China’s Box Office Film “Adoring” gets rave reviews

China’s Box Office Film “Adoring” gets rave reviews
January 21, 2020 sdcpm

It’s actually kind of impressive how well director Larry Yang Zi and animal coordinator David Allsberry’s team of handlers build gags around these (animals), being extraordinary even by movie standards” read a recent review of Animals for Hollywood’s latest foreign film “Adoring”. As the film took over the Chinese box office, viewers fell in love with the variety of animals.

The recent film review posted by Jay Seaver delved into nuances of each of the animal characters and their human counterparts. Each animal character brought their own charm and charisma to their story.

 See Full Review Here:


“Adoring” is pretty much exactly the carefully-manufactured crowd-pleaser it looks like, a couple hours of very loyal and smart pets and their owners who dote on each other nearly as much as on them. It is built to have something for everybody and leans hard on its animal co-stars, and is easy enough to dismiss for all that. It’s also pretty darn earnest and sometimes just odd enough to catch one by surprise.

The first good boy we meet is Zha, a golden retriever belonging to teenager Jiang Nan (Zhang Zifeng), whose best friend since kindergarten Chen Yeyun (Leo Wu) has recently gone blind. Nearby, Luo Hua (Tan Jianci) asks for his mysophobic neighbor An Ying (Kan Qingzi) to help him rescue a kitten from underneath a car before roping her into looking after it while he’s on a business trip. “Fay” Qu Feifei (Yang Zishan) is paranoid about why boyfriend Li Xiang (Wallace Chung Han-Liang) hasn’t invited her home yet, until she discovers that his pet Bell is a spoiled pig; her friend Fang Xin (Zhong Chuxi) has just married Zhao Le (William Chan Wai-Ting), although Xin’s rottweiler Seven has not exactly accepted the new member of the family. Divorced dad Gao Ming (Yu Hewei) looks after his daughter’s cat Angela while Mengmeng (Li Landi) is living with her mother in America, while restaurant delivery man Ade (Kevin Guo Qilin) finds himself relying on a clever terrier to get his deliveries to the right location, only to discover that strays are being rounded up in this fairly posh new neighborhood..

This dog introduces himself to Ade by dragging an actual banana peel from the garbage so that Ade will slip on it and drop some teriyaki chicken, one of several scenes that probably marks him as the smartest of several extremely bright animals. It’s actually kind of impressive how well director Larry Yang Zi and animal coordinator David Allsberry’s team of handlers build gags around these guys being extraordinary even by movie standards without quite tilting into things being too exaggerated – a few scenes, from this dog avoiding a trap to the kitten adorably laying waste to Ying’s shelves full of Lego constructs and tchotchkes are something like half a step away from being cartoons but for really impeccable staging.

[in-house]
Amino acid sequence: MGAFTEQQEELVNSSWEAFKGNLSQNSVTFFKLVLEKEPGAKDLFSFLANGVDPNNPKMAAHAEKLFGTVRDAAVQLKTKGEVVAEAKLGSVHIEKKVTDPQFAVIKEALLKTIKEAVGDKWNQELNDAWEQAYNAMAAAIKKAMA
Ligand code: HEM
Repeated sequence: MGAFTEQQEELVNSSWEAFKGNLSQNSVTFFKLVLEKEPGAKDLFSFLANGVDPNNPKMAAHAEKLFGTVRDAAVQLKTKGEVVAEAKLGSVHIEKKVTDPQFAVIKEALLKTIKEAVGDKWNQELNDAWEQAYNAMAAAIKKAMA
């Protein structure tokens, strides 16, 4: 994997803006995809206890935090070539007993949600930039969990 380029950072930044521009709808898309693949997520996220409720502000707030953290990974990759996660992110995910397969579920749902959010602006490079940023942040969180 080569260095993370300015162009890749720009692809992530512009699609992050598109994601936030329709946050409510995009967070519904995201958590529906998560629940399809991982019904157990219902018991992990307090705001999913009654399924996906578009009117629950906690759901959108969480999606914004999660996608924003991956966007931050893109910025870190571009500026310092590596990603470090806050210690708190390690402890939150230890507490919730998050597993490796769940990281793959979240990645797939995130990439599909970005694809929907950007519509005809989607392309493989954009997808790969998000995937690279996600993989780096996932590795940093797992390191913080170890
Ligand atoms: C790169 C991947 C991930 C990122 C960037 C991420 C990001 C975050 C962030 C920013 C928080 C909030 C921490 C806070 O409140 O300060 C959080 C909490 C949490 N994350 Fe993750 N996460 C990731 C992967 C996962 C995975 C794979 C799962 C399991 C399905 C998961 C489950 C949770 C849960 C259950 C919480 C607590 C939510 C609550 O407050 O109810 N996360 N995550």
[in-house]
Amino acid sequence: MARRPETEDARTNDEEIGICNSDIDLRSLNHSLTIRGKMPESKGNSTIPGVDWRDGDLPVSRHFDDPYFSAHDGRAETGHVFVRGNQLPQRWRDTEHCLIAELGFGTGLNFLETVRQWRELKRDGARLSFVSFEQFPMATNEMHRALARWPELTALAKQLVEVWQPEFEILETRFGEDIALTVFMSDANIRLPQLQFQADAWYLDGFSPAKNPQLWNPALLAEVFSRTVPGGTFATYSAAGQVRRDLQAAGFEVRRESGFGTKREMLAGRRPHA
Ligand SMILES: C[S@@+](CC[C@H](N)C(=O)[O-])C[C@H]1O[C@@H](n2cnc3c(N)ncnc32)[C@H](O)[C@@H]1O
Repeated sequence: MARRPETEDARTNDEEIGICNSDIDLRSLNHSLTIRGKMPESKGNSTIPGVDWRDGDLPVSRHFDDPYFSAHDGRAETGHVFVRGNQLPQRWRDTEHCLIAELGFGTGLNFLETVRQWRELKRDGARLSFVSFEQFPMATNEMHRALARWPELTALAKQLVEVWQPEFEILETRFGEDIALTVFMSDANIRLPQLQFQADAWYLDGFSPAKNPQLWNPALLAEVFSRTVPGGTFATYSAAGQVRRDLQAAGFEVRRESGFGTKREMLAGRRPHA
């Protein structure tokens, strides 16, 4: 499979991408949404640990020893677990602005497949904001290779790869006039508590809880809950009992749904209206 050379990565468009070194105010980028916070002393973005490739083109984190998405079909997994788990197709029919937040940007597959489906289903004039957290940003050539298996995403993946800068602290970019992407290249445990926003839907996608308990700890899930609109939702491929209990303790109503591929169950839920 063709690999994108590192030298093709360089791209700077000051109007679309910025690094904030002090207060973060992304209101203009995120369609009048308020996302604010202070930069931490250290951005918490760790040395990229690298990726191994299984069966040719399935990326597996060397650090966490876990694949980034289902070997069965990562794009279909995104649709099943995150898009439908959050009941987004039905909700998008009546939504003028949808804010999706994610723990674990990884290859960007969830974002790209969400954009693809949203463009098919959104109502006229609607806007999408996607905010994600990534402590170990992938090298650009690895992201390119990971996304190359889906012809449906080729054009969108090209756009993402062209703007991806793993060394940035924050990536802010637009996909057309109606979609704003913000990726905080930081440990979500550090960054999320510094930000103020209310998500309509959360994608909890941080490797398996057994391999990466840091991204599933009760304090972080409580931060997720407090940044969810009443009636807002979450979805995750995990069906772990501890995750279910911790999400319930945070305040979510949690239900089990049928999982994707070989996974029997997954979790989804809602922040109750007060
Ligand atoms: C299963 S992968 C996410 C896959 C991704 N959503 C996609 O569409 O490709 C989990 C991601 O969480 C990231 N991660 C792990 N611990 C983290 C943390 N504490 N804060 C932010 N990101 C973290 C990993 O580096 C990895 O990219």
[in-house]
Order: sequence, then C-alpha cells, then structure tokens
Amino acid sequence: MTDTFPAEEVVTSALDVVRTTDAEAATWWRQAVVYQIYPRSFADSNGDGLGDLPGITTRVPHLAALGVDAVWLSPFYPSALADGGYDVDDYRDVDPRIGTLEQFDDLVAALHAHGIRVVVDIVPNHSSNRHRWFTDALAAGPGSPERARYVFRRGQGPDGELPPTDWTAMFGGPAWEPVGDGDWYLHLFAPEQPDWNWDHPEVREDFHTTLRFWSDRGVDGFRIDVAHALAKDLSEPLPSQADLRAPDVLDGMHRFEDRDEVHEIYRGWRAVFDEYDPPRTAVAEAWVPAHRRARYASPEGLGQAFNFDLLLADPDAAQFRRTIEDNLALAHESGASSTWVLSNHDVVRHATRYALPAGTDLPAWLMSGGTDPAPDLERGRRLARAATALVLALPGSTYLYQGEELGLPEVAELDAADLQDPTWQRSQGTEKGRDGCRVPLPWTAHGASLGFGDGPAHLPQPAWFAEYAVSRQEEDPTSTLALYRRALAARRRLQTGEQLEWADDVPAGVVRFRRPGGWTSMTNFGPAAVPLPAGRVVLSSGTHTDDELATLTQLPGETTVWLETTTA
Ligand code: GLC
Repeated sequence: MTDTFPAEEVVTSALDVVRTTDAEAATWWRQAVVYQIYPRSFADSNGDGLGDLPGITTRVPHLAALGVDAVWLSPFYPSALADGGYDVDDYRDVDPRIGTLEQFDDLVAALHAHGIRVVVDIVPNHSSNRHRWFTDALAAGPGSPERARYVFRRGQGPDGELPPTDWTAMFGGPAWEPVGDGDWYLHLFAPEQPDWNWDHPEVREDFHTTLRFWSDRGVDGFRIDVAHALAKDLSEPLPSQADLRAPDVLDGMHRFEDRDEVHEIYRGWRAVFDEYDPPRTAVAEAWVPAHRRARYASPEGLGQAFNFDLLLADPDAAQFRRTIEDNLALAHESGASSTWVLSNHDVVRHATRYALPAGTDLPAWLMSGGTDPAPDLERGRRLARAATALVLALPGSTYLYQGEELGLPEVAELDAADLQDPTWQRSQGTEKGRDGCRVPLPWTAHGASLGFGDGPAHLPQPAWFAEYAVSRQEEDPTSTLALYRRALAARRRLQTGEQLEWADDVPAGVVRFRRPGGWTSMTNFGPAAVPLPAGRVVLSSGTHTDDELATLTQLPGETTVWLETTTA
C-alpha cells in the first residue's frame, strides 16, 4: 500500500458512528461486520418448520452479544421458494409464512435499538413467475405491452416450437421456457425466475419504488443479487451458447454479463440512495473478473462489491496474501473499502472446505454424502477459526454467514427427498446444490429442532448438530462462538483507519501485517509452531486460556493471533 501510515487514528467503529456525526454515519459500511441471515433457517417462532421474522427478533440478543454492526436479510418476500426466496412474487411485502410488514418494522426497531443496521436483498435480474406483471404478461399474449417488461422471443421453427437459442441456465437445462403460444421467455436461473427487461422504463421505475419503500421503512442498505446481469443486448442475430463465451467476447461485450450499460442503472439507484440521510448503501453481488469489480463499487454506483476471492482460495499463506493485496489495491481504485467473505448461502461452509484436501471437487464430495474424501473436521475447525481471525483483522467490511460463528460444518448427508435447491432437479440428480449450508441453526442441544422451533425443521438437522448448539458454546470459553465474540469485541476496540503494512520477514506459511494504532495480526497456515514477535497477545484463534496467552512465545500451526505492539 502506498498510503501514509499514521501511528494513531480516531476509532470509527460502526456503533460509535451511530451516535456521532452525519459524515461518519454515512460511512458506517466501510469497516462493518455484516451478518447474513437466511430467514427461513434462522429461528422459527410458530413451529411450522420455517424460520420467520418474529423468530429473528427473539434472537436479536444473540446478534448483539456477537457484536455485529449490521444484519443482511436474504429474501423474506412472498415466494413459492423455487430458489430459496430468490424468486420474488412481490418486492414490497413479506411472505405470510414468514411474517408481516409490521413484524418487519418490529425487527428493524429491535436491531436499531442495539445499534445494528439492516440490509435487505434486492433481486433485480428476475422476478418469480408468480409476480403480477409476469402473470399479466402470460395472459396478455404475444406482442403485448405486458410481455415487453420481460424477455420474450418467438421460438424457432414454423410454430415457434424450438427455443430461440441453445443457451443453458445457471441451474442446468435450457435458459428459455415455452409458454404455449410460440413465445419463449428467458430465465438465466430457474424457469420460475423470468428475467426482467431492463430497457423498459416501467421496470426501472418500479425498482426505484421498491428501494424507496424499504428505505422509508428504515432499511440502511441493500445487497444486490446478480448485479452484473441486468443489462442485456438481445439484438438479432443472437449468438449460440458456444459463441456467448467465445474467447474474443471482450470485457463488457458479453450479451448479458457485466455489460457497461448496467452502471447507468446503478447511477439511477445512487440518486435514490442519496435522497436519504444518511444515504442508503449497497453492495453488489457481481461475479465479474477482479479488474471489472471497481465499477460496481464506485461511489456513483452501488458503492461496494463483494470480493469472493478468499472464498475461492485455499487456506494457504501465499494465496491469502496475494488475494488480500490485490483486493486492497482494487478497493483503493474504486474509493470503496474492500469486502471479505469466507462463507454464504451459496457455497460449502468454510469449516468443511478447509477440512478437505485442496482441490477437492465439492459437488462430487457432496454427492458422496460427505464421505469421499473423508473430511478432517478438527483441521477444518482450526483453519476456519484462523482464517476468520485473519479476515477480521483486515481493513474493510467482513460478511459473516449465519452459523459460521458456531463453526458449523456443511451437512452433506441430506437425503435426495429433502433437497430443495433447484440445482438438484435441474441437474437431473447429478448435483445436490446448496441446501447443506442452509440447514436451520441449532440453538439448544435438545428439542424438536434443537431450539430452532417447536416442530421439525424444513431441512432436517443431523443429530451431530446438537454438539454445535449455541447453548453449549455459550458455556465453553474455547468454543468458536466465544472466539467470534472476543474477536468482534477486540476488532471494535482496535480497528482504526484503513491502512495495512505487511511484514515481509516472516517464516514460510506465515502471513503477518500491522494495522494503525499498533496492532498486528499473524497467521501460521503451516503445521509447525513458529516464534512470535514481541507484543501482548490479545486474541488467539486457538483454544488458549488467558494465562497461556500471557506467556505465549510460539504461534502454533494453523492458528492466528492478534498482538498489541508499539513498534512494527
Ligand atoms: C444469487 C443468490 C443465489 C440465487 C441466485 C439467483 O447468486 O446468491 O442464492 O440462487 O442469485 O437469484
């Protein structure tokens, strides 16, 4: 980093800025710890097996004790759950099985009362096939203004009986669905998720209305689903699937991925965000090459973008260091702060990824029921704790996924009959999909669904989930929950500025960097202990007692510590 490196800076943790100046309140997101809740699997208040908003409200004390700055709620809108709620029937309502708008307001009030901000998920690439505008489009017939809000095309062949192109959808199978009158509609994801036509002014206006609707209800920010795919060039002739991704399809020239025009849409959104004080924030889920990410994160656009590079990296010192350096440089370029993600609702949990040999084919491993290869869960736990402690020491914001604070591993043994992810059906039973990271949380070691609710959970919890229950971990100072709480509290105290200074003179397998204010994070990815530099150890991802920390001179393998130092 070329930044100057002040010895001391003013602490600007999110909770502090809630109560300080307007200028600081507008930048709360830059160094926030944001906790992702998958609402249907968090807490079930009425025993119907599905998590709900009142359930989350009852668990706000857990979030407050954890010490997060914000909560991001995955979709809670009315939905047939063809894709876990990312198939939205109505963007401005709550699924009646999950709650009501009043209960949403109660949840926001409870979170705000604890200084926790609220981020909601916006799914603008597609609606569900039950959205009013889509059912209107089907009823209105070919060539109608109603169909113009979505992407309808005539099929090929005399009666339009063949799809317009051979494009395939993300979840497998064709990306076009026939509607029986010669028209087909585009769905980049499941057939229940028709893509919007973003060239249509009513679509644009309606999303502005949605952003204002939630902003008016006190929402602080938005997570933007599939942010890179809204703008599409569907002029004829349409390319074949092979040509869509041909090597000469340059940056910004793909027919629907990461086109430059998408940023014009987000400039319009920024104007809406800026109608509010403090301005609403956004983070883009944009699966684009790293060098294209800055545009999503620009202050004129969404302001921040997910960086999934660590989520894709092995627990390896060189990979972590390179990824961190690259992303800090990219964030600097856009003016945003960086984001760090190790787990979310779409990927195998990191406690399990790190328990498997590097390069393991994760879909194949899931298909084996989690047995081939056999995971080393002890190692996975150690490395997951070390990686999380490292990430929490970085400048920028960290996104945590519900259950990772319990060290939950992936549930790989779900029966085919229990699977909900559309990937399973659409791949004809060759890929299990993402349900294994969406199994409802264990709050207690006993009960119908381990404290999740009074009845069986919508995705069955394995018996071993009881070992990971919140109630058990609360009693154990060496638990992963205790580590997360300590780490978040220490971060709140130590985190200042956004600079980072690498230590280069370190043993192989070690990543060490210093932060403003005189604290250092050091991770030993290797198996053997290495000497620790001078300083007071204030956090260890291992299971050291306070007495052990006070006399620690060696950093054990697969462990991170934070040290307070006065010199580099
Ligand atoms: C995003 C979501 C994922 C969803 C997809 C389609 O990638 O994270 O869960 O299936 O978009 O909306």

Some of the threads get more out of their human co-stars than others; the bits with Fay and Xiang, for instance, lean hard on Bell being a weird pet but never get as much out of the two being an unusual pairing – he is genuinely eccentric and she mostly seems to be looking for a rich husband, and the story runs in circles without doing much. The bits with Yu Hewei as Gao Ming also seem to be stalling for time until Mengmeng shows up near the end, and the pieces with Zhao Le, Fang Xin, and Seven often feel too broadly played until the filmmakers decide to turn things around toward the end, almost like they were asking William Chan and Zhong Chuxi to go for cheese so that their later scenes would be a starker contrast.

It’s a trick that kind of works, even if it’s not quite so elegant as Zhang Zifeng just being solid throughout, whether Nan is being stubborn, smitten, or doing good physical comedy as she tries to train Zha to be a guide dog. The best bits use these pets as a way of reaching out and developing trust, whether it’s through An Ying getting used to the very idea of sharing space with someone or the Gaos getting past using their cat as an intermediary after their family has been ripped apart. It’s smart to have things end and come together with Ade befriending the stray, though, because that dog’s backstory turns out to be the saddest and it serves as a reminder that, as much as pets make their humans’ lives better, they don’t just exist to do that, and responsibility flows in the other direction as well.

Pretty sugary stuff, although the sheer amount of whimsy in the details from An Ying’s outfits for the fashionable germophobe to the elevator Bell uses to get around Xiang’s house keeps it from feeling lazy. It’s still very much what it looks like, a bunch of little stories which are simple by nature, but which are entertaining and effective regardless.